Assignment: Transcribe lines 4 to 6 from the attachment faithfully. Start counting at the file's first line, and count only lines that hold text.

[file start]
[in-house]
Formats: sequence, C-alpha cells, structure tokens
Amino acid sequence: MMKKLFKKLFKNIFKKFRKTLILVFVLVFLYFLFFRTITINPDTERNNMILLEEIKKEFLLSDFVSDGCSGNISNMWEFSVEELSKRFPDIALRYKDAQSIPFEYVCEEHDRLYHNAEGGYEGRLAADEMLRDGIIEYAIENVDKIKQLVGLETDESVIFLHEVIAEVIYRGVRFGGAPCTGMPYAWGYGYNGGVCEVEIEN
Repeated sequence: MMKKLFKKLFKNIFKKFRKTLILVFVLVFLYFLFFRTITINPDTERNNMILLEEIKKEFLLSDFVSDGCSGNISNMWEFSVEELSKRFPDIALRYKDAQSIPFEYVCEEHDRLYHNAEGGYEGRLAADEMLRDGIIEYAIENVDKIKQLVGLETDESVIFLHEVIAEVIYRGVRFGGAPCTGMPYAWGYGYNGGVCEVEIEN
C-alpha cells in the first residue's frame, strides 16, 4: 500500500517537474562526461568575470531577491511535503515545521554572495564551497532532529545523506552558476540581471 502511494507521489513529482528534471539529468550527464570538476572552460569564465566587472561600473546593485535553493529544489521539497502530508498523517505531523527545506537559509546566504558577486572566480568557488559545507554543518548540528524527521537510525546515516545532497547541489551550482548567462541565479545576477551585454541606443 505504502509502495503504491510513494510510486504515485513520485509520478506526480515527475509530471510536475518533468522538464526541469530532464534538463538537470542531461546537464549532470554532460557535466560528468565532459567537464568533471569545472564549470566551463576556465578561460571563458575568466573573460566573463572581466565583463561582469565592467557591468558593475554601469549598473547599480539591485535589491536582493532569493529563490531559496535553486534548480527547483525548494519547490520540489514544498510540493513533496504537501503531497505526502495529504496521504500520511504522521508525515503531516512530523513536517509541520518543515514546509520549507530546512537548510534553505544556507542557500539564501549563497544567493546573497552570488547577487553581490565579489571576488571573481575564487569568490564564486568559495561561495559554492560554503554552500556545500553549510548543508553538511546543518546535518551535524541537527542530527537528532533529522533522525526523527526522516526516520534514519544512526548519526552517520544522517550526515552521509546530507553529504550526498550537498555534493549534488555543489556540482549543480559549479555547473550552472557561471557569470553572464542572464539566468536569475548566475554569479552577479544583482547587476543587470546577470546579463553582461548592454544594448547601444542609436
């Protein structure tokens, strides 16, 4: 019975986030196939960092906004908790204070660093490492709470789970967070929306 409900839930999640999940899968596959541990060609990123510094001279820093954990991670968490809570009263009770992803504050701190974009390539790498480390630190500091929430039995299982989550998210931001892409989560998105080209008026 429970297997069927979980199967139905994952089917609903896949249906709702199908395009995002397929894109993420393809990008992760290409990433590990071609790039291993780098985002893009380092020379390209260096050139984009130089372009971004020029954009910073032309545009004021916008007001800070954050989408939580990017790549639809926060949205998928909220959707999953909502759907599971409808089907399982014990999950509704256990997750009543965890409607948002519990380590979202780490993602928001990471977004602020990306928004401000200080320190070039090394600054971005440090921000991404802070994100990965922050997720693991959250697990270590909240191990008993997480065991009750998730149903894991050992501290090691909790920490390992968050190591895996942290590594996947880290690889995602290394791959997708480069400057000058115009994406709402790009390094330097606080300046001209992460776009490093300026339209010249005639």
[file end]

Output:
Repeated sequence: MMKKLFKKLFKNIFKKFRKTLILVFVLVFLYFLFFRTITINPDTERNNMILLEEIKKEFLLSDFVSDGCSGNISNMWEFSVEELSKRFPDIALRYKDAQSIPFEYVCEEHDRLYHNAEGGYEGRLAADEMLRDGIIEYAIENVDKIKQLVGLETDESVIFLHEVIAEVIYRGVRFGGAPCTGMPYAWGYGYNGGVCEVEIEN
C-alpha cells in the first residue's frame, strides 16, 4: 500500500517537474562526461568575470531577491511535503515545521554572495564551497532532529545523506552558476540581471 502511494507521489513529482528534471539529468550527464570538476572552460569564465566587472561600473546593485535553493529544489521539497502530508498523517505531523527545506537559509546566504558577486572566480568557488559545507554543518548540528524527521537510525546515516545532497547541489551550482548567462541565479545576477551585454541606443 505504502509502495503504491510513494510510486504515485513520485509520478506526480515527475509530471510536475518533468522538464526541469530532464534538463538537470542531461546537464549532470554532460557535466560528468565532459567537464568533471569545472564549470566551463576556465578561460571563458575568466573573460566573463572581466565583463561582469565592467557591468558593475554601469549598473547599480539591485535589491536582493532569493529563490531559496535553486534548480527547483525548494519547490520540489514544498510540493513533496504537501503531497505526502495529504496521504500520511504522521508525515503531516512530523513536517509541520518543515514546509520549507530546512537548510534553505544556507542557500539564501549563497544567493546573497552570488547577487553581490565579489571576488571573481575564487569568490564564486568559495561561495559554492560554503554552500556545500553549510548543508553538511546543518546535518551535524541537527542530527537528532533529522533522525526523527526522516526516520534514519544512526548519526552517520544522517550526515552521509546530507553529504550526498550537498555534493549534488555543489556540482549543480559549479555547473550552472557561471557569470553572464542572464539566468536569475548566475554569479552577479544583482547587476543587470546577470546579463553582461548592454544594448547601444542609436
């Protein structure tokens, strides 16, 4: 019975986030196939960092906004908790204070660093490492709470789970967070929306 409900839930999640999940899968596959541990060609990123510094001279820093954990991670968490809570009263009770992803504050701190974009390539790498480390630190500091929430039995299982989550998210931001892409989560998105080209008026 429970297997069927979980199967139905994952089917609903896949249906709702199908395009995002397929894109993420393809990008992760290409990433590990071609790039291993780098985002893009380092020379390209260096050139984009130089372009971004020029954009910073032309545009004021916008007001800070954050989408939580990017790549639809926060949205998928909220959707999953909502759907599971409808089907399982014990999950509704256990997750009543965890409607948002519990380590979202780490993602928001990471977004602020990306928004401000200080320190070039090394600054971005440090921000991404802070994100990965922050997720693991959250697990270590909240191990008993997480065991009750998730149903894991050992501290090691909790920490390992968050190591895996942290590594996947880290690889995602290394791959997708480069400057000058115009994406709402790009390094330097606080300046001209992460776009490093300026339209010249005639």